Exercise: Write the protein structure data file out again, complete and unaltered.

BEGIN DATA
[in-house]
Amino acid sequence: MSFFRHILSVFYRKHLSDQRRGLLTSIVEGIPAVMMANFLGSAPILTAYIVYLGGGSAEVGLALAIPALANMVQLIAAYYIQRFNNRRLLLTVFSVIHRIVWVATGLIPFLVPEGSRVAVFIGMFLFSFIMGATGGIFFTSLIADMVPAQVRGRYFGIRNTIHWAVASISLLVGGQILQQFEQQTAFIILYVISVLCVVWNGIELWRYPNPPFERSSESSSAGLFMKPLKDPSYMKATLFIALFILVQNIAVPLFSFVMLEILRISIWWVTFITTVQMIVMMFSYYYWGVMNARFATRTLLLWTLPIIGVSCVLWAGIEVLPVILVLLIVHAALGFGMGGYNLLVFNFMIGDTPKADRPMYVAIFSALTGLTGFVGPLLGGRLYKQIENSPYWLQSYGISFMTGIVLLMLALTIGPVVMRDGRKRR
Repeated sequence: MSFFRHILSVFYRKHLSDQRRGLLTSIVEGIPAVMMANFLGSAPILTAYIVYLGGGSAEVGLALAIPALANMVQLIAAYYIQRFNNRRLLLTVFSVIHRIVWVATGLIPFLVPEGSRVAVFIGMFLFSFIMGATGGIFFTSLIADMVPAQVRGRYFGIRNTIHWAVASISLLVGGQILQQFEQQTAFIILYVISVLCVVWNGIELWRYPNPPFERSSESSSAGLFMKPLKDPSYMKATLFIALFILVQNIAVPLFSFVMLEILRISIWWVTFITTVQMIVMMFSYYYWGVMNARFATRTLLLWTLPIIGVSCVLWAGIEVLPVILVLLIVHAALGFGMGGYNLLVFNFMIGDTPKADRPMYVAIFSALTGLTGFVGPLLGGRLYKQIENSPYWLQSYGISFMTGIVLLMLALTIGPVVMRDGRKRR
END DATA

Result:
[in-house]
Amino acid sequence: MSFFRHILSVFYRKHLSDQRRGLLTSIVEGIPAVMMANFLGSAPILTAYIVYLGGGSAEVGLALAIPALANMVQLIAAYYIQRFNNRRLLLTVFSVIHRIVWVATGLIPFLVPEGSRVAVFIGMFLFSFIMGATGGIFFTSLIADMVPAQVRGRYFGIRNTIHWAVASISLLVGGQILQQFEQQTAFIILYVISVLCVVWNGIELWRYPNPPFERSSESSSAGLFMKPLKDPSYMKATLFIALFILVQNIAVPLFSFVMLEILRISIWWVTFITTVQMIVMMFSYYYWGVMNARFATRTLLLWTLPIIGVSCVLWAGIEVLPVILVLLIVHAALGFGMGGYNLLVFNFMIGDTPKADRPMYVAIFSALTGLTGFVGPLLGGRLYKQIENSPYWLQSYGISFMTGIVLLMLALTIGPVVMRDGRKRR
Repeated sequence: MSFFRHILSVFYRKHLSDQRRGLLTSIVEGIPAVMMANFLGSAPILTAYIVYLGGGSAEVGLALAIPALANMVQLIAAYYIQRFNNRRLLLTVFSVIHRIVWVATGLIPFLVPEGSRVAVFIGMFLFSFIMGATGGIFFTSLIADMVPAQVRGRYFGIRNTIHWAVASISLLVGGQILQQFEQQTAFIILYVISVLCVVWNGIELWRYPNPPFERSSESSSAGLFMKPLKDPSYMKATLFIALFILVQNIAVPLFSFVMLEILRISIWWVTFITTVQMIVMMFSYYYWGVMNARFATRTLLLWTLPIIGVSCVLWAGIEVLPVILVLLIVHAALGFGMGGYNLLVFNFMIGDTPKADRPMYVAIFSALTGLTGFVGPLLGGRLYKQIENSPYWLQSYGISFMTGIVLLMLALTIGPVVMRDGRKRR